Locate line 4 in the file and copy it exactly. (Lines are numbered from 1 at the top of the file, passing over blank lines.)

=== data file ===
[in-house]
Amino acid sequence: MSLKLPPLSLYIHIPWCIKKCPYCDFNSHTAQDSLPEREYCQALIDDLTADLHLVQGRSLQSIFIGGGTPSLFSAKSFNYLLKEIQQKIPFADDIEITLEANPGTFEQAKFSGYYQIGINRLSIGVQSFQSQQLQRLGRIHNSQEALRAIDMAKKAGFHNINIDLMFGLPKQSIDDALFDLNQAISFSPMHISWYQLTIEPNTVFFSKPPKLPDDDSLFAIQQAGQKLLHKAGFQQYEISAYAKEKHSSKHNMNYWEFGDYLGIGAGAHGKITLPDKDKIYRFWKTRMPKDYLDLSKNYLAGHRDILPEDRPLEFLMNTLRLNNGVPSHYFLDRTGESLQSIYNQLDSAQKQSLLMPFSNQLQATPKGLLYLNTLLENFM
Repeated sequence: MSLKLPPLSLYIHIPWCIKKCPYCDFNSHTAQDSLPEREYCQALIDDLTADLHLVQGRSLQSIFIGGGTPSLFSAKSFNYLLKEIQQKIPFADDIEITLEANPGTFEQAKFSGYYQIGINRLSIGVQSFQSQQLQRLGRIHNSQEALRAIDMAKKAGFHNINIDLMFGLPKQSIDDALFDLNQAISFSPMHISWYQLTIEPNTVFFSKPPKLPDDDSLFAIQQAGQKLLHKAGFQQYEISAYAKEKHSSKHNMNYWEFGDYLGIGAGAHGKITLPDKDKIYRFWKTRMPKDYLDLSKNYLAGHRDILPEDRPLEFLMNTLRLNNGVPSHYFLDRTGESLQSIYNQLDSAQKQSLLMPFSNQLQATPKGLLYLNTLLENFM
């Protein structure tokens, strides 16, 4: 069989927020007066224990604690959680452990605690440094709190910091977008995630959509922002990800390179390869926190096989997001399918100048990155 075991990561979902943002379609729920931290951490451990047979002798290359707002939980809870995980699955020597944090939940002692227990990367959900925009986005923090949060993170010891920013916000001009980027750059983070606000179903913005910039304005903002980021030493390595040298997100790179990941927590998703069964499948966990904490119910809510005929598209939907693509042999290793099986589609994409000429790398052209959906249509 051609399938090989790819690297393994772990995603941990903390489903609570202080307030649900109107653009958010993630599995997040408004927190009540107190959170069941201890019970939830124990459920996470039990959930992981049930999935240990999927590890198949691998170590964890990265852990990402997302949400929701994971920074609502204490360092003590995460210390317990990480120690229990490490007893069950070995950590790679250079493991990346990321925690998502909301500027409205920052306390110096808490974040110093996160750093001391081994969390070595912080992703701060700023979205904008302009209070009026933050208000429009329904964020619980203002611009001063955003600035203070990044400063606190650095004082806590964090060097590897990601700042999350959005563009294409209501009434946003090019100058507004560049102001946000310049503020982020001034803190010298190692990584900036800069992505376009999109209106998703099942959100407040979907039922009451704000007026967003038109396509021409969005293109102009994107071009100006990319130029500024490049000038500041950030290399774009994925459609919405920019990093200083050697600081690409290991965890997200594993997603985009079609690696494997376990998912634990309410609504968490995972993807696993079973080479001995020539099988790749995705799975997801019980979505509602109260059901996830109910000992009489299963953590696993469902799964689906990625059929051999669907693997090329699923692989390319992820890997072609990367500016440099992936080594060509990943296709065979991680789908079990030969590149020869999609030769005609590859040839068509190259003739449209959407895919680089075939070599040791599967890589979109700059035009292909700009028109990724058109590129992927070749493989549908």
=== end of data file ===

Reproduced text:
């Protein structure tokens, strides 16, 4: 069989927020007066224990604690959680452990605690440094709190910091977008995630959509922002990800390179390869926190096989997001399918100048990155 075991990561979902943002379609729920931290951490451990047979002798290359707002939980809870995980699955020597944090939940002692227990990367959900925009986005923090949060993170010891920013916000001009980027750059983070606000179903913005910039304005903002980021030493390595040298997100790179990941927590998703069964499948966990904490119910809510005929598209939907693509042999290793099986589609994409000429790398052209959906249509 051609399938090989790819690297393994772990995603941990903390489903609570202080307030649900109107653009958010993630599995997040408004927190009540107190959170069941201890019970939830124990459920996470039990959930992981049930999935240990999927590890198949691998170590964890990265852990990402997302949400929701994971920074609502204490360092003590995460210390317990990480120690229990490490007893069950070995950590790679250079493991990346990321925690998502909301500027409205920052306390110096808490974040110093996160750093001391081994969390070595912080992703701060700023979205904008302009209070009026933050208000429009329904964020619980203002611009001063955003600035203070990044400063606190650095004082806590964090060097590897990601700042999350959005563009294409209501009434946003090019100058507004560049102001946000310049503020982020001034803190010298190692990584900036800069992505376009999109209106998703099942959100407040979907039922009451704000007026967003038109396509021409969005293109102009994107071009100006990319130029500024490049000038500041950030290399774009994925459609919405920019990093200083050697600081690409290991965890997200594993997603985009079609690696494997376990998912634990309410609504968490995972993807696993079973080479001995020539099988790749995705799975997801019980979505509602109260059901996830109910000992009489299963953590696993469902799964689906990625059929051999669907693997090329699923692989390319992820890997072609990367500016440099992936080594060509990943296709065979991680789908079990030969590149020869999609030769005609590859040839068509190259003739449209959407895919680089075939070599040791599967890589979109700059035009292909700009028109990724058109590129992927070749493989549908």